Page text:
Field Trip Reports: Springtime Birding at Three Preserves

Field Trip Reports: Springtime Birding at Three Preserves

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Among Black Hills Audubon Society’s field trips this spring were forays to three preserves I had never visited before, two of them newly acquired by local land trusts: Darlin Creek Preserve, Powell Creek Preserve, and Morse Preserve. Thanks go to Capitol Land Trust and Nisqually Land Trust for partnering with us and sharing access to their new properties at Darlin and Powell Creeks. The Morse Preserve in Graham is open to the public the second Sunday of each month, April through October (Tahoma Audubon Society leads bird walks there these second Sundays), and by special appointment at other times. All three preserves boasted diverse habitat and offered us sights and sounds of our usual springtime Western Washington bird species.

Most birds recorded by me:
The Morse Preserve is a wonderful place. Its paths and boardwalks are well-maintained, their loops totaling about two miles. There are coniferous and deciduous woods, wetlands with boardwalks, meadows, and a tall observation deck. In mid-May, we saw and heard 41 species. Joe Zabransky would bet money he heard Western Tanager, but the bird eluded our efforts effectively that morning. Given Morse Preserve’s habitat diversity, one would have expected to see it. Ah well….

Most accessible:
For those living in the Olympia area, Capitol Land Trust’s Darlin Creek Preserve is the easiest to visit on a regular basis: located at the end of Lake Lucinda Drive in Tumwater, and open to the public all the time. The day we visited in early May, this spring’s rain and cool had just waned. It was still very cool that morning, and while birds were singing and calling (Wilson’s Warblers were especially insistent, and at one point we heard a Pileated Woodpecker), they did not stir so we could see them easily until the sun had warmed things up a bit. About 25 of us, in three groups, wandered different paths, exploring the preserve’s ponds, upland second-growth forest, and riparian habitat. We had good looks at Western Tanager, Red-breasted Sapsucker, Wilson’s Warbler, Black-headed Grosbeak, and others.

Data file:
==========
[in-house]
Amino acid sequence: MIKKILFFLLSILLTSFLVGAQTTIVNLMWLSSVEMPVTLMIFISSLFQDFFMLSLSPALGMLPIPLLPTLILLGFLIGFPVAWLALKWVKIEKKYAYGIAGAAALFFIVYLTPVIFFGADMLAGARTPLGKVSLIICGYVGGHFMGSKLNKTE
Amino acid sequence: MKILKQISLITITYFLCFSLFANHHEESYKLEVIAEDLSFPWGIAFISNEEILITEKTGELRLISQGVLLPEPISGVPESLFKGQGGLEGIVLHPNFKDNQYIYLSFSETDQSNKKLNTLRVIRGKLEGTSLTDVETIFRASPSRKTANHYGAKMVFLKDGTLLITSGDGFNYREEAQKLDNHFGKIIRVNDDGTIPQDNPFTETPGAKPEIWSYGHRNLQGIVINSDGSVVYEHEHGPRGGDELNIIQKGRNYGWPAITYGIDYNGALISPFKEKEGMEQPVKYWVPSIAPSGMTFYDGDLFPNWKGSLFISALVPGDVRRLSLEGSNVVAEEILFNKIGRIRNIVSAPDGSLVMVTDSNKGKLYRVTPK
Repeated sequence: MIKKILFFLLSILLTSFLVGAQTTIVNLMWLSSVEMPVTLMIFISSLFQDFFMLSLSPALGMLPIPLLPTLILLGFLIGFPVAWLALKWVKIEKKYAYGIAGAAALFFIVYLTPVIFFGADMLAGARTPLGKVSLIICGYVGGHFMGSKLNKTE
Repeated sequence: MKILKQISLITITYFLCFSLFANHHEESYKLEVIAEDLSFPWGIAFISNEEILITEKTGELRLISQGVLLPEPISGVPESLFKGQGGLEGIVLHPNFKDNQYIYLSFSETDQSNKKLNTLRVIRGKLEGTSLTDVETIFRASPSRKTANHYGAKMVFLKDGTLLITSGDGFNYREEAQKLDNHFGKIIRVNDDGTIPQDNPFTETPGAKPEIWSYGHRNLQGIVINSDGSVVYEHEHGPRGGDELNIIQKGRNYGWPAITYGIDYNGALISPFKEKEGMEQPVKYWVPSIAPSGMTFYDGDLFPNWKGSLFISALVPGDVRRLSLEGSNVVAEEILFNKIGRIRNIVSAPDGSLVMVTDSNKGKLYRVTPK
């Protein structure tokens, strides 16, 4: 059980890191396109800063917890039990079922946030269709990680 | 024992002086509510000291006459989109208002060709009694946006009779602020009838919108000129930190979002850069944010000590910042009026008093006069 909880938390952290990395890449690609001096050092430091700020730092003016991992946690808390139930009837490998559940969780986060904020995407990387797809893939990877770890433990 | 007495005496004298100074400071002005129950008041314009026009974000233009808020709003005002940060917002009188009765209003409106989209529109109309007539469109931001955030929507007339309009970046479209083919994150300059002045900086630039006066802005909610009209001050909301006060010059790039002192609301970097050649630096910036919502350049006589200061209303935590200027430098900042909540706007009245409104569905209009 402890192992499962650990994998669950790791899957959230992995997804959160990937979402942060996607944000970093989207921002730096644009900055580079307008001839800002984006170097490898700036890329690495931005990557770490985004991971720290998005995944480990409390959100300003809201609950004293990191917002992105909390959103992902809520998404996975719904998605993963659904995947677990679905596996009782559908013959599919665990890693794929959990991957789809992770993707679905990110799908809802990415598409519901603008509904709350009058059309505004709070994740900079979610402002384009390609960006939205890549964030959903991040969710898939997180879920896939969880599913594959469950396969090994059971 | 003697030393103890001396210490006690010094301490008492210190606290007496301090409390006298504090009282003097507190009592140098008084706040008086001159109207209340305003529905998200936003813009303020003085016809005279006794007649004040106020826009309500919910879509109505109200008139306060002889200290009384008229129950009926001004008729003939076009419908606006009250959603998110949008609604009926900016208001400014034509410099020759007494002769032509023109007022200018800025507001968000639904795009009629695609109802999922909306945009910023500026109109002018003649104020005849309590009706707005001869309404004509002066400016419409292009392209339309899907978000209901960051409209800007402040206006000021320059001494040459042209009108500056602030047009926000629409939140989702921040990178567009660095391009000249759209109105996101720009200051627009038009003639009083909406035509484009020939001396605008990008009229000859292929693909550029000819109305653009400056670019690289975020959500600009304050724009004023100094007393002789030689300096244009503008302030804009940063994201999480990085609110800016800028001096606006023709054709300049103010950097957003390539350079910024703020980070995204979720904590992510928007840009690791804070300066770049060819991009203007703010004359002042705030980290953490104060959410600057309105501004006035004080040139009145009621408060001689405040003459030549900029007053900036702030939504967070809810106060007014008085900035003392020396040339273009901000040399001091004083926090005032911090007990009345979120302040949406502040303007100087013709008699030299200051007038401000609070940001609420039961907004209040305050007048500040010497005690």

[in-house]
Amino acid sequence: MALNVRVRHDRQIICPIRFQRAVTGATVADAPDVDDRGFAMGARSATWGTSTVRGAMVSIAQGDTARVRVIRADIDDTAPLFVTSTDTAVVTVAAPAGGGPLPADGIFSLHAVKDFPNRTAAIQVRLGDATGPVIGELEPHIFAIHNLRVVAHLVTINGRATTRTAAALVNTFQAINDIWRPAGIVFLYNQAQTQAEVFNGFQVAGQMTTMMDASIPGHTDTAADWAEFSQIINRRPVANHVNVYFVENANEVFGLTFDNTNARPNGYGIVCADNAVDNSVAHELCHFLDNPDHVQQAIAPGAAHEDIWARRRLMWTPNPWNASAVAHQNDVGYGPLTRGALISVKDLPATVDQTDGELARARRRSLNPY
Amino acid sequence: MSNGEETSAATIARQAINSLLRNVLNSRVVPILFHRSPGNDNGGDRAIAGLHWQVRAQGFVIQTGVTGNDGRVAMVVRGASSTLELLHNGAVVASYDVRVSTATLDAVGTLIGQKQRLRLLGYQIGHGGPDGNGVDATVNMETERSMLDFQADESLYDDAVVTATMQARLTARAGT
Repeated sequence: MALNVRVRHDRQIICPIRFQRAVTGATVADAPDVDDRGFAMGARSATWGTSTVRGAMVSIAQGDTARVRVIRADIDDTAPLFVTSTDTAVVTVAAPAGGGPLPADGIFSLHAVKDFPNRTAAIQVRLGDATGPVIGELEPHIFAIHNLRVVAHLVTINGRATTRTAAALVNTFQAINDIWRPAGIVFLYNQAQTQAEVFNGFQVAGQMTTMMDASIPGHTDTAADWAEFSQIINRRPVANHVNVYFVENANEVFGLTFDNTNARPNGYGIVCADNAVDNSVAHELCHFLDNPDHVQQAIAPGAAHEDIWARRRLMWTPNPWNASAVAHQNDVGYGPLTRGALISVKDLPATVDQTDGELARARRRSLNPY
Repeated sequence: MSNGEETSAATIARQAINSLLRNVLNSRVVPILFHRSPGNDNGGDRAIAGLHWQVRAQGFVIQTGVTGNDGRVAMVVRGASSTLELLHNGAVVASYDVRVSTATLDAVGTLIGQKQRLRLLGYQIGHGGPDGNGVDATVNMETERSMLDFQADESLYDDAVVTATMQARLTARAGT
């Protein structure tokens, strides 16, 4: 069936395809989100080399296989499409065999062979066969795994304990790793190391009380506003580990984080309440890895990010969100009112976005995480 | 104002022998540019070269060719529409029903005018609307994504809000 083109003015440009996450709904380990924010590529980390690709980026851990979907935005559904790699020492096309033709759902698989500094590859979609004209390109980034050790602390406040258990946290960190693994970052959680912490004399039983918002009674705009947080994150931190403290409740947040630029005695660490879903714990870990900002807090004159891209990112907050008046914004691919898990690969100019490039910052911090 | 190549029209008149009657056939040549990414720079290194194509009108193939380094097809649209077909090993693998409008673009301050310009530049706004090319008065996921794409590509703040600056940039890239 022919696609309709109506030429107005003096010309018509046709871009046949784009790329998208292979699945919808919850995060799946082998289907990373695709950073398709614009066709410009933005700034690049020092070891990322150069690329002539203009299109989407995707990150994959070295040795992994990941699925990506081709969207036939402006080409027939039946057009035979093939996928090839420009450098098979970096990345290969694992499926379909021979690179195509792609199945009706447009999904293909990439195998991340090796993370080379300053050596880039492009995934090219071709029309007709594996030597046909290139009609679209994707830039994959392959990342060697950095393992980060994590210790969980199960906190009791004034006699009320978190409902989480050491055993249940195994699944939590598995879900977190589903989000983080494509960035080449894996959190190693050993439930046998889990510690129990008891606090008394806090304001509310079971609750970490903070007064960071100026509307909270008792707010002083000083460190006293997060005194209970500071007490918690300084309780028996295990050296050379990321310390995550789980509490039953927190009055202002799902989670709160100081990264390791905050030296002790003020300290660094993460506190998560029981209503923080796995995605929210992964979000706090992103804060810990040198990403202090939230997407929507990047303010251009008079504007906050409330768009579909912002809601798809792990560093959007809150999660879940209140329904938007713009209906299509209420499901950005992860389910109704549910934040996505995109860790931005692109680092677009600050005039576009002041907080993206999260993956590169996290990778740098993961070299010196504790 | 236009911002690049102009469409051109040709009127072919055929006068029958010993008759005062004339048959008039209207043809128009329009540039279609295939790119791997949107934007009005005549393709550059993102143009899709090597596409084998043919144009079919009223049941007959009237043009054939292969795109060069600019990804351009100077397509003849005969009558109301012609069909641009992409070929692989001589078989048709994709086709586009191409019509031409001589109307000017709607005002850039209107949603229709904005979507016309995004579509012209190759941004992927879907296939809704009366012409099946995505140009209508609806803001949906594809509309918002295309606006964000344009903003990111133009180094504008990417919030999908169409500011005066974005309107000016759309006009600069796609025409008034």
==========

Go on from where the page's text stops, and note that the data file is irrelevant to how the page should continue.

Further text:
Most riverine:
Nisqually Land Trust’s recently acquired Powell Creek Property in Yelm comprises over 460 acres along the Nisqually River. The Land Trust is restoring the property and has planted thousands of trees and put up bird houses, in which Tree Swallows and Western Bluebirds have nested. (Alas, no Western Bluebird appeared for us, but the gorgeously iridescent blue-backed Tree Swallows watching us out their houses’ holes were very cooperative.) We tramped through pasture past old slough wetland to Powell Creek’s shore on a beautiful warm sunny morning and totaled 34 species. Notables were five swallow species, Vaux’s Swift, Willow Flycatcher, Chipping Sparrow, Yellow Warbler, female Common Merganser, Belted Kingfisher, Cedar Waxwing, Western Wood-Pewee, and Spotted Sandpiper. (by Bonnie Wood, Photos: Barn Swallow (top), Common Yellowthroat (center) – courtesy Janet Wheeler)